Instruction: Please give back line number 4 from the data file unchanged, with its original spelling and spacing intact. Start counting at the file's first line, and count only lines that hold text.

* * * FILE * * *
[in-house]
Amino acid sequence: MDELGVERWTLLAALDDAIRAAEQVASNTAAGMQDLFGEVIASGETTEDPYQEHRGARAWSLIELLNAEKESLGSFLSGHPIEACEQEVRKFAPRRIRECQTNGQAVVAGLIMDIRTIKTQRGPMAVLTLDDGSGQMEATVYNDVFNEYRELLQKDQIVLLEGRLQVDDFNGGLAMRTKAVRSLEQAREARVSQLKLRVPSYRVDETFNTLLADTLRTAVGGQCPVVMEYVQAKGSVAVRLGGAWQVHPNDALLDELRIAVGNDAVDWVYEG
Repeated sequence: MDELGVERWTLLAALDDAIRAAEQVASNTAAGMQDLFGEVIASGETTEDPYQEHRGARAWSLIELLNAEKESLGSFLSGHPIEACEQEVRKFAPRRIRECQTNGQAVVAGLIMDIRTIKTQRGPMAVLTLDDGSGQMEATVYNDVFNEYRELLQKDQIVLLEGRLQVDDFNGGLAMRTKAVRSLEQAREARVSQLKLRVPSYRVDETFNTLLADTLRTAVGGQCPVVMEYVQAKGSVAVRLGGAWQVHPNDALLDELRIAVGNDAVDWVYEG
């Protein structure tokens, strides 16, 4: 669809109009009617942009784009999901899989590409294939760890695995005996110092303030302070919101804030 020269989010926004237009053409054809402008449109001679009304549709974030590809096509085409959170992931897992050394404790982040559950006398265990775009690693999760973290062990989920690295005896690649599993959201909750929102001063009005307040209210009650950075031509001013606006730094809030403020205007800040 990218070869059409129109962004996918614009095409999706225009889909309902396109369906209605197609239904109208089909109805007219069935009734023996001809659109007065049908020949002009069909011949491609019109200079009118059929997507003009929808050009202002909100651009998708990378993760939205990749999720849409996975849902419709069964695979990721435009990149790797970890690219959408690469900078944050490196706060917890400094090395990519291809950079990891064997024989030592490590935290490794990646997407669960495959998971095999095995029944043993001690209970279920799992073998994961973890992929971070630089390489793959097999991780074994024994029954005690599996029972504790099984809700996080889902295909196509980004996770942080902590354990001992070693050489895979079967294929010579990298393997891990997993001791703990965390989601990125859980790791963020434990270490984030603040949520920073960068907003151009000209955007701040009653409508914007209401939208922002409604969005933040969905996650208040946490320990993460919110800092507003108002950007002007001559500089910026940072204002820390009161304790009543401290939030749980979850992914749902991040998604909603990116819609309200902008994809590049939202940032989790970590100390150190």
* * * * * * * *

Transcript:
């Protein structure tokens, strides 16, 4: 669809109009009617942009784009999901899989590409294939760890695995005996110092303030302070919101804030 020269989010926004237009053409054809402008449109001679009304549709974030590809096509085409959170992931897992050394404790982040559950006398265990775009690693999760973290062990989920690295005896690649599993959201909750929102001063009005307040209210009650950075031509001013606006730094809030403020205007800040 990218070869059409129109962004996918614009095409999706225009889909309902396109369906209605197609239904109208089909109805007219069935009734023996001809659109007065049908020949002009069909011949491609019109200079009118059929997507003009929808050009202002909100651009998708990378993760939205990749999720849409996975849902419709069964695979990721435009990149790797970890690219959408690469900078944050490196706060917890400094090395990519291809950079990891064997024989030592490590935290490794990646997407669960495959998971095999095995029944043993001690209970279920799992073998994961973890992929971070630089390489793959097999991780074994024994029954005690599996029972504790099984809700996080889902295909196509980004996770942080902590354990001992070693050489895979079967294929010579990298393997891990997993001791703990965390989601990125859980790791963020434990270490984030603040949520920073960068907003151009000209955007701040009653409508914007209401939208922002409604969005933040969905996650208040946490320990993460919110800092507003108002950007002007001559500089910026940072204002820390009161304790009543401290939030749980979850992914749902991040998604909603990116819609309200902008994809590049939202940032989790970590100390150190």